Bad Sisters review – Sharon Horgan’s Apple TV+ show is a delight

Rating: 5 out of 5.

You kind of get the sensibility of this show when you look at the title of the first episode, “The Prick.” As you might expect from anything that’s been honed and crafted by the tremendously gifted Sharon Horgan, this is a show that will follow a long and winding path between brutal reality and hilarity, jet black humour and blinding light.

Bad Sisters is the latest show from Apple TV+, who I probably sound like I work for because I praise them so frequently, but have been producing some really incredible original TV shows over the last few months – and are quickly beginning to cement themselves as the most exciting streaming service. The show tells the story of the Garvey sisters, a group of five siblings who have been brought together even closer than most by the untimely death of their parents, and a promise to always protect each other and to stick together.

However, how far will they go to protect one another when they believe one of the group is being mistreated, and just what are a group of seemingly “normal” people capable of when they collectively begin to try to solve a problem… well that’s what we’re about to find out.

The five sisters are; Eva (Sharon Horgan) the self-appointed matriarch of the group, Bibi (Sarah Greene) who is married with children and has lost an eye, married with children Ursula (Eva Birthistle) who dreams of times when they could do what they want again, and Becca (Eve Hewson) who is the youngest of the group. There is also Grace (Anne-Marie Duff), who becomes the centre of attention in the first episode. She is married to John Paul (The Prick) and has a 12-year-old daughter.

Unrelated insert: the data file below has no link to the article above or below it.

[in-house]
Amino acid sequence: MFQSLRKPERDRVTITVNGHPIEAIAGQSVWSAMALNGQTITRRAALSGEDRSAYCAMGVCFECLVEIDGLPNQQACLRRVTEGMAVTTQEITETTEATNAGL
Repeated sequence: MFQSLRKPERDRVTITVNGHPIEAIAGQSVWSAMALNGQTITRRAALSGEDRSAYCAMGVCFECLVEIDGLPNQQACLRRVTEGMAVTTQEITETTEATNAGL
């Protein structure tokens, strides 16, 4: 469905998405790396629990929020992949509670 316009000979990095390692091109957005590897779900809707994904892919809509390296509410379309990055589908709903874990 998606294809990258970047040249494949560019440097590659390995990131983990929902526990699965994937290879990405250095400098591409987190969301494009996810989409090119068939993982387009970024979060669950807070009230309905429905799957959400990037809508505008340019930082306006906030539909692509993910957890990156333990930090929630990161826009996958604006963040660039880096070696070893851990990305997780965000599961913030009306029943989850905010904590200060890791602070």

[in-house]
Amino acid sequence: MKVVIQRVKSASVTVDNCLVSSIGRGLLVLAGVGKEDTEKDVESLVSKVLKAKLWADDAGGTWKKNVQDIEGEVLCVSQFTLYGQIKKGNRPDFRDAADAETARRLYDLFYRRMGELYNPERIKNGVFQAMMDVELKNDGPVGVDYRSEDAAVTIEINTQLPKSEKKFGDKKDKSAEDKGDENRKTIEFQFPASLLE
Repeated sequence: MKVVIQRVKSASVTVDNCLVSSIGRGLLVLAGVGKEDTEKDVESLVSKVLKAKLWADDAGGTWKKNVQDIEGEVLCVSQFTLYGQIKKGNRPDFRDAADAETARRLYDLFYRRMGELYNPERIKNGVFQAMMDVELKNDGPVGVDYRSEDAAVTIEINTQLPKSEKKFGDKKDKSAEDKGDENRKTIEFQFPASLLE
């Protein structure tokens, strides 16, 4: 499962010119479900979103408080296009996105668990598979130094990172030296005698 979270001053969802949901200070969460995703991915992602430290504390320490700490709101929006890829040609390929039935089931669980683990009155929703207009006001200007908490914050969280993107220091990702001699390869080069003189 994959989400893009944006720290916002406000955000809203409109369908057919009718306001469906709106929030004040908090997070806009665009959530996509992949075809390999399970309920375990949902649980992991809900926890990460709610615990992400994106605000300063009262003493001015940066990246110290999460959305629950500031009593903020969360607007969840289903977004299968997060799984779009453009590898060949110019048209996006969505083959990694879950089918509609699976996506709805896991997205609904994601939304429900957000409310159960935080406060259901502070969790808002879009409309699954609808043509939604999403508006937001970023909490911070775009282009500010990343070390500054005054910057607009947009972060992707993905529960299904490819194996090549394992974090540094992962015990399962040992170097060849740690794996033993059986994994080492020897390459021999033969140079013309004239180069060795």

In the opening episode it’s quickly established that Grace is living in a coercive relationship with John Paul (played by Claes Bang). He has no redeeming features, and spends every waking hour it seems trying to control Grace and make her life a misery. This is something that is recognised by the other sisters and increasingly becoming a problem for them. Things come to a head at Christmas and a plot begins to form as to what can be done to stop him ruining the life of Grace.

The show plays out on two timelines, one in the build-up to the death of John Paul, and the other in the aftermath of his demise. As a viewer, we begin to understand how we got where we are, and clues and hints begin to be dropped as to what actually happened to John Paul.

Set against the windswept backdrop of the Irish coastline, this show is moody and funny, poignant and relatable, magnificently crafted and beautifully well-paced. The underlying theme of coercion in marriage is no laughing matter, but the show brilliantly manages to highlight through a bittersweet mix of light and shade the horrible reality of living in such a situation, while still finding humour in the very darkest parts of life.

Aided by a razor-sharp script, excellent acting performances and on-screen chemistry from all of the main players in the show, what the viewer is left with is a comedy-drama which will intrigue and entertain, at the same time as making you think about the bigger questions and problems with the human condition.

Based on a Flemish series, Clan, there’s a definite comparison to Big Little Lies to be made of this production in its theme, although this is as you might expect more gritty and humorous than the aforementioned Californian show.

Part of the magic of this show will be watching how it plays out, and how we get from one timeline to the other, and I’m sure there will be plenty of twists and turns along the way. So the best thing you can do right now is stop reading this article, head to Apple TV+ and watch this excellent show. You won’t regret it…

Bad Sisters is available to stream from Friday 19th August on Apple TV+

Tim Glanfield

Tim Glanfield is a journalist, editor and broadcaster with more than 15 years experience writing about television, film and the entertainment business. He has been editor of RadioTimes.com, a writer for The Times (of London) and the Guardian as well as a freelance contributor to newspapers, magazines and websites across the world. He is author of the book Digital Economy or Bust: The Story of a New Media Startup and makes regular appearances on TV and radio in the UK.

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